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Hi everyone. I just picked up a 1977 CJ5 with s 232 and a one barrel. All the emissions was removed and the evap and EGR are still present. I have only had 4. Banger and v8 jeeps. There are 3 ports on the carb. Where do the vacuum lines hook up. I want to run the minimum amount, distributor, EGR, and charcoal canister. Any help will be great. Pictures even better, the emissions diagrams did not help since most of the parts are gone. 





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Scott21...Very cool and stock appearing AMC/Jeep CJ-5!  I don't have a FSM for '77 Jeep but can make a quick suggestion...Use a vacuum gauge and determine which port is manifold vacuum and which is the ported vacuum.

Manifold vacuum is continuous and strong pull, around 15-18 in/hg vacuum at an unloaded engine idle.  The ported vacuum port will have little or no vacuum with the throttle valve closed (at an idle).  As you tip-in the throttle, ported vacuum will spike high to provide maximum vacuum for the distributor.  The distributor canister needs ported vacuum.  Ported vacuum originates just above the throttle valve in the carburetor, and this relies on venturi vacuum, not engine/manifold vacuum.  Ported vacuum has been a time-honored source for the distributor vacuum advance and EGR.  EGR and the distributor vacuum canister each use ported vacuum.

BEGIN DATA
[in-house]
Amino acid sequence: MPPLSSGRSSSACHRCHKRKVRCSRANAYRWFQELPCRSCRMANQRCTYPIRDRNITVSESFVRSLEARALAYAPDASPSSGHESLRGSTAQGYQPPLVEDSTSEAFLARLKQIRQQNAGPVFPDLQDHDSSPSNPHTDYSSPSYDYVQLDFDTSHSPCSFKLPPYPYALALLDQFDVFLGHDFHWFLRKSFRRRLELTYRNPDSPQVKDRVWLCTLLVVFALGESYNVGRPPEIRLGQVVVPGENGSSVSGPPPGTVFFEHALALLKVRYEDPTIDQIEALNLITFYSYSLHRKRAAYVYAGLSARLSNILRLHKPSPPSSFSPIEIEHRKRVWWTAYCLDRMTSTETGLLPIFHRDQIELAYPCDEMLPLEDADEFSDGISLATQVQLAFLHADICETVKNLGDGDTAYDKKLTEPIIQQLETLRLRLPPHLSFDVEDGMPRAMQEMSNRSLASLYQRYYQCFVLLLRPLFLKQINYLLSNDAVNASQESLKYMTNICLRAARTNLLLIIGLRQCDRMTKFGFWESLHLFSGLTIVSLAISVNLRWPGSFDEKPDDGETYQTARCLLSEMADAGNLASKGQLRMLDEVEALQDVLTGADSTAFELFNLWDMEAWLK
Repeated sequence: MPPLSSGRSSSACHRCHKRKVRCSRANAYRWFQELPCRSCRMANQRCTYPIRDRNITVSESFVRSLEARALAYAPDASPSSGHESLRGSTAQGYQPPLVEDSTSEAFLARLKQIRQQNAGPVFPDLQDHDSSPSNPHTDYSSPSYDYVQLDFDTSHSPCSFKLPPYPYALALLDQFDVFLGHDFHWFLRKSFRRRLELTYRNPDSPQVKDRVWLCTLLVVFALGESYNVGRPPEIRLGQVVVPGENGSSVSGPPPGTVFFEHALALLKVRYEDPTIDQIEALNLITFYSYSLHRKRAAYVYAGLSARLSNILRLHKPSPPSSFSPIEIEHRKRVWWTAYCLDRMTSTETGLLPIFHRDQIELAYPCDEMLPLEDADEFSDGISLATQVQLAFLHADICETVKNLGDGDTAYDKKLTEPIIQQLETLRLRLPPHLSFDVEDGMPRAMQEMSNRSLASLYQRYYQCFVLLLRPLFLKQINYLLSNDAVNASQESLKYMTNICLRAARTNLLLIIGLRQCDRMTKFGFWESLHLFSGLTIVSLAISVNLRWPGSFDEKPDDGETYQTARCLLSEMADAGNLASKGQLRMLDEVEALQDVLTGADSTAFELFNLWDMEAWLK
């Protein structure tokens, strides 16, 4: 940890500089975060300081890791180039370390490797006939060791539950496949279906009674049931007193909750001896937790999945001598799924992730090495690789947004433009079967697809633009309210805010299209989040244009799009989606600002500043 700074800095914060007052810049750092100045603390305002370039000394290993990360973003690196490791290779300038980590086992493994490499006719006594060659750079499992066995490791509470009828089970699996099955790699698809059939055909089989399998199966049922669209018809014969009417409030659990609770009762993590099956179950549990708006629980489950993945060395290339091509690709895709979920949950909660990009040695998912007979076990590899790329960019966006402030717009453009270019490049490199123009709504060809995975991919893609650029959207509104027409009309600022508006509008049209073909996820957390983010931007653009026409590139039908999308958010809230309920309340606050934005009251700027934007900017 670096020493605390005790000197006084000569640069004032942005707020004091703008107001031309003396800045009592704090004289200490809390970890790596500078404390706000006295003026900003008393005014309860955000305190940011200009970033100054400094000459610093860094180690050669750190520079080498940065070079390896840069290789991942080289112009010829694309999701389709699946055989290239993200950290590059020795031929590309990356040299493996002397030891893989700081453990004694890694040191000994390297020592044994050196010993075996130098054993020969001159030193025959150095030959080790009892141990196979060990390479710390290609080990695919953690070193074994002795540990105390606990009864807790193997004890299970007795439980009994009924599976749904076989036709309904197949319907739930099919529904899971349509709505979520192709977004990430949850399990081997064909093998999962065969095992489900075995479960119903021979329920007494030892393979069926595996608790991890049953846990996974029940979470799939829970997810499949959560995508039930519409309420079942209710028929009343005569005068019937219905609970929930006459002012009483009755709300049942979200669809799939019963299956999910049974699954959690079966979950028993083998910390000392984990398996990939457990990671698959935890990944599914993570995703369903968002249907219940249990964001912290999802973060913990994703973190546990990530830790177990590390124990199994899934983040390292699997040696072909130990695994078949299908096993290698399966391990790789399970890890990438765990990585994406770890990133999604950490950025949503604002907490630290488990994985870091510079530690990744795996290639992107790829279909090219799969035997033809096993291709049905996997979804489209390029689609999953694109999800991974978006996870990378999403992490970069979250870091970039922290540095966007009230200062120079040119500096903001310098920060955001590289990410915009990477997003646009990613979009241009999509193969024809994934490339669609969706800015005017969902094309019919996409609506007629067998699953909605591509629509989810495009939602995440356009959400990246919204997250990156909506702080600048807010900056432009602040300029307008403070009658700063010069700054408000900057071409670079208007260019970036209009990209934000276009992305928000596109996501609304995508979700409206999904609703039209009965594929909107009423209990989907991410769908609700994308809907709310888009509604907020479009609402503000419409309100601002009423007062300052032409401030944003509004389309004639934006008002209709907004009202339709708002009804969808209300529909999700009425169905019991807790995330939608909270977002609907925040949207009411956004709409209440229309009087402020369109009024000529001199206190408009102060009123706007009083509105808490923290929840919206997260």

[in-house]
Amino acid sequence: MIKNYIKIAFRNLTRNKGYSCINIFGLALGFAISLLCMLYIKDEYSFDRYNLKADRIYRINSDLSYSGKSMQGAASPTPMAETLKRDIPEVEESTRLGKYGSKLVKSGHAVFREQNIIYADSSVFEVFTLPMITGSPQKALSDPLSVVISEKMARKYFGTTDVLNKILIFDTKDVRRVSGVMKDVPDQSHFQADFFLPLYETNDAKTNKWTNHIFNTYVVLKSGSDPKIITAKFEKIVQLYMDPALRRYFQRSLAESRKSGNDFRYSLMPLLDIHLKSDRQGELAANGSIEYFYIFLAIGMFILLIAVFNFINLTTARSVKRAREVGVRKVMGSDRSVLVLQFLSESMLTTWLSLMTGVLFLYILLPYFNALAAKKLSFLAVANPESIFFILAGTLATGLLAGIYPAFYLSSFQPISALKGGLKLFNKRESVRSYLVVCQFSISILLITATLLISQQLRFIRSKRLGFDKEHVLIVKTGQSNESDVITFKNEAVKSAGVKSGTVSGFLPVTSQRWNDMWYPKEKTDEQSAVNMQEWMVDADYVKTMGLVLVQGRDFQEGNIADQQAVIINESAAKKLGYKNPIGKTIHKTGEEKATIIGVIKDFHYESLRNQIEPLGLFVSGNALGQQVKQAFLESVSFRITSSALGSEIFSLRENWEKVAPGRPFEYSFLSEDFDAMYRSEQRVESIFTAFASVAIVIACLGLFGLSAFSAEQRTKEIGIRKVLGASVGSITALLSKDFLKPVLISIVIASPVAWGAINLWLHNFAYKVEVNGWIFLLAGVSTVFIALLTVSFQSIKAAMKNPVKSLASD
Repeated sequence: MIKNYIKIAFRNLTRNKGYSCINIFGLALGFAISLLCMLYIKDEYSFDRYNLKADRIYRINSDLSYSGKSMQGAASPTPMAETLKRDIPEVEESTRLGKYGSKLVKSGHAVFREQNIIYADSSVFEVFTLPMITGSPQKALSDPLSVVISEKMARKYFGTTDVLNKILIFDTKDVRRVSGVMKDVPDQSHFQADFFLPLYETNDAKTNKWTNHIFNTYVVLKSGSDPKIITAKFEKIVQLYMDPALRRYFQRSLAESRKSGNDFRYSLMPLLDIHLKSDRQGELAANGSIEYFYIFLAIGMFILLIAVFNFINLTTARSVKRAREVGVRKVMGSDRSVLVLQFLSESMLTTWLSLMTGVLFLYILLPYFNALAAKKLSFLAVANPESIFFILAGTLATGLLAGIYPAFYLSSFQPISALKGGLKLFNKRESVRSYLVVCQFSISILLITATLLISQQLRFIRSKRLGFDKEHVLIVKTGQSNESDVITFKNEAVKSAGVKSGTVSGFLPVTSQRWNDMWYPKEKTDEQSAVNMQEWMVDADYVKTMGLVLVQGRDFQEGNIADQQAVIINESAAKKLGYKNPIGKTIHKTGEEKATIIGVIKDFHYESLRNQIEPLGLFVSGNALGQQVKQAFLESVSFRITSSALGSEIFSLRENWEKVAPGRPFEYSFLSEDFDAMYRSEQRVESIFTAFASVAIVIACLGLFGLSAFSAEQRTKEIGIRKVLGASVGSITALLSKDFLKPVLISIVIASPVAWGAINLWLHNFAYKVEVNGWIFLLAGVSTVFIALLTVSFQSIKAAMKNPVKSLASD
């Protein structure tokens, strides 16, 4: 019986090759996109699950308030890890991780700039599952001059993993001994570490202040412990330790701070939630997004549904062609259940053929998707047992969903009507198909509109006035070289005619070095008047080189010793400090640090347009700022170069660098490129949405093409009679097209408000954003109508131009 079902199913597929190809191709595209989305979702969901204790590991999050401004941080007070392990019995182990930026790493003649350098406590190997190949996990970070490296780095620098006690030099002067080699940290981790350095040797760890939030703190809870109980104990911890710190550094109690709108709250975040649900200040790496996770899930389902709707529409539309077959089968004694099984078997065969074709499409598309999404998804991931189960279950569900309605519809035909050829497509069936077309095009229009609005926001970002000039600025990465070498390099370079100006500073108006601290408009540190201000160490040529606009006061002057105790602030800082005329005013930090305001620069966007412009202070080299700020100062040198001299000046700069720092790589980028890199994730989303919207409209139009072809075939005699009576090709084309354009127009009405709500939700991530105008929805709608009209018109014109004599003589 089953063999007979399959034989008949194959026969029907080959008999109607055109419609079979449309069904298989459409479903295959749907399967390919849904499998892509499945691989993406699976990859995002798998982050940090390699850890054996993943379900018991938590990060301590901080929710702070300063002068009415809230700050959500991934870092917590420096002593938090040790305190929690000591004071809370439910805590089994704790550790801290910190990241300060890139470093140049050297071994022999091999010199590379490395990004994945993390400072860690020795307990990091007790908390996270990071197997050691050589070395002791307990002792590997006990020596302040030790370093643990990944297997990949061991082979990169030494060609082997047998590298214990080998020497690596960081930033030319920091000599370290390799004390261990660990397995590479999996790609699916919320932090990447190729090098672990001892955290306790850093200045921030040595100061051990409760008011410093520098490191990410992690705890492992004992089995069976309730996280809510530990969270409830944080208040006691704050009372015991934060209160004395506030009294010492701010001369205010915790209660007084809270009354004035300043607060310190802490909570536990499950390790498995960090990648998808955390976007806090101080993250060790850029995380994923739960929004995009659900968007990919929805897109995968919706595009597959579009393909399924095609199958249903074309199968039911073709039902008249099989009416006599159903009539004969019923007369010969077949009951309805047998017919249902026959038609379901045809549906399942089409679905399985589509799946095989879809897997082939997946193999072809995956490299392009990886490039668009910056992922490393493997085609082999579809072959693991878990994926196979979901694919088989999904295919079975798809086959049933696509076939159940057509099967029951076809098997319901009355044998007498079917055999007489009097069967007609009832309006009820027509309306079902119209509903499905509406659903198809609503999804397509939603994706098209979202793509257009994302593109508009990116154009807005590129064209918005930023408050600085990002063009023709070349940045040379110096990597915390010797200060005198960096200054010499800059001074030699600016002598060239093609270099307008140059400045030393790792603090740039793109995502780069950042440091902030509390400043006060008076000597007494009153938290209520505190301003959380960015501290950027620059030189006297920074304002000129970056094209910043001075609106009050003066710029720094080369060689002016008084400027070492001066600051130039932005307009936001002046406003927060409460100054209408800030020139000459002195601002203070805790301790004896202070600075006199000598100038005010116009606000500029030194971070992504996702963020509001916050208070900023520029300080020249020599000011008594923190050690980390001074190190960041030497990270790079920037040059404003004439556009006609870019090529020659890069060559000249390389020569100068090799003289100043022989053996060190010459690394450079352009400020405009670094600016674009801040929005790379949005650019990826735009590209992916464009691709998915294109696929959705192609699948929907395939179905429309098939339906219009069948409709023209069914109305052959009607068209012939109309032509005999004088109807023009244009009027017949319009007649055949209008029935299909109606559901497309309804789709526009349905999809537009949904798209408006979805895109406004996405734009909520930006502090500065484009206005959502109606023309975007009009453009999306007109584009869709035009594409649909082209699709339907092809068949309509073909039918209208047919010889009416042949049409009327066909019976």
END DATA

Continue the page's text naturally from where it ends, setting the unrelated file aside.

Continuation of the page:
Each plastic port/pipe on the EVAP canister should be labeled.  Find out whether the canister requires manifold vacuum or PCV vacuum (manifold sourced) and if so, you can use manifold vacuum or the appropriate PCV sourced vacuum to that device.  

Caution:  EVAP vents the fuel tank and the carburetor's float bowl.  There is a purge line from the tank and one from the float bowl.  Is that the third pipe on your carburetor?  The bowl and tank vents are strictly for purging fumes, and you do not want a strong vacuum pull at these points...Find a vacuum diagram to confirm the safe routing of hoses for your '77 CJ Jeep and the 232 inline six...If you find a good diagram, please share it here with others.  Be sure of the correct hose routing to the EVAP canister, tank vent and float bowl vent: These are volatile gasoline fumes!  

I like to use a coolant temperature vacuum switching device (thermal vacuum switch or TVS) for the EGR, which is the factory method.  This will disable the EGR when the engine is cold and choke on.  It will allow the ported vacuum to pull at the EGR valve once the engine warms.  This is a simple switch to install at an engine cooling port, generally the thermostat housing or cylinder head,  or a coolant heat passage in the intake manifold.


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